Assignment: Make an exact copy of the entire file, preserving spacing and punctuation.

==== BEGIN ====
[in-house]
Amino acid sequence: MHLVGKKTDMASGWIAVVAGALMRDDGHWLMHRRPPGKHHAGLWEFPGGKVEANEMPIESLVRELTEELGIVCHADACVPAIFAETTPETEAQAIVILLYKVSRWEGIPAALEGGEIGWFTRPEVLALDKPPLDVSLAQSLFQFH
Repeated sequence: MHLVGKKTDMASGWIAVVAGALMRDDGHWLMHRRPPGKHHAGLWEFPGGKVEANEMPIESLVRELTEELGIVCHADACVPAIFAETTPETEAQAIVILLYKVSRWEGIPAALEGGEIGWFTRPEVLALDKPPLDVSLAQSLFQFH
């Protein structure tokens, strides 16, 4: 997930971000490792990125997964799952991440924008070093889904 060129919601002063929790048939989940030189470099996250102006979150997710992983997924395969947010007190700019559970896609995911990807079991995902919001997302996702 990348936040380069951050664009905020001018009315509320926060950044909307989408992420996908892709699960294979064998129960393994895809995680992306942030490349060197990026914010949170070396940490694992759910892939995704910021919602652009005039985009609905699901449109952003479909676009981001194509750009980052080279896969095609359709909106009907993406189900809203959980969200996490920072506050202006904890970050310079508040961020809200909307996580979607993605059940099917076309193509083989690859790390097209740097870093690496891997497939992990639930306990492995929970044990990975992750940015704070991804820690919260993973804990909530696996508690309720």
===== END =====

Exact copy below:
[in-house]
Amino acid sequence: MHLVGKKTDMASGWIAVVAGALMRDDGHWLMHRRPPGKHHAGLWEFPGGKVEANEMPIESLVRELTEELGIVCHADACVPAIFAETTPETEAQAIVILLYKVSRWEGIPAALEGGEIGWFTRPEVLALDKPPLDVSLAQSLFQFH
Repeated sequence: MHLVGKKTDMASGWIAVVAGALMRDDGHWLMHRRPPGKHHAGLWEFPGGKVEANEMPIESLVRELTEELGIVCHADACVPAIFAETTPETEAQAIVILLYKVSRWEGIPAALEGGEIGWFTRPEVLALDKPPLDVSLAQSLFQFH
């Protein structure tokens, strides 16, 4: 997930971000490792990125997964799952991440924008070093889904 060129919601002063929790048939989940030189470099996250102006979150997710992983997924395969947010007190700019559970896609995911990807079991995902919001997302996702 990348936040380069951050664009905020001018009315509320926060950044909307989408992420996908892709699960294979064998129960393994895809995680992306942030490349060197990026914010949170070396940490694992759910892939995704910021919602652009005039985009609905699901449109952003479909676009981001194509750009980052080279896969095609359709909106009907993406189900809203959980969200996490920072506050202006904890970050310079508040961020809200909307996580979607993605059940099917076309193509083989690859790390097209740097870093690496891997497939992990639930306990492995929970044990990975992750940015704070991804820690919260993973804990909530696996508690309720």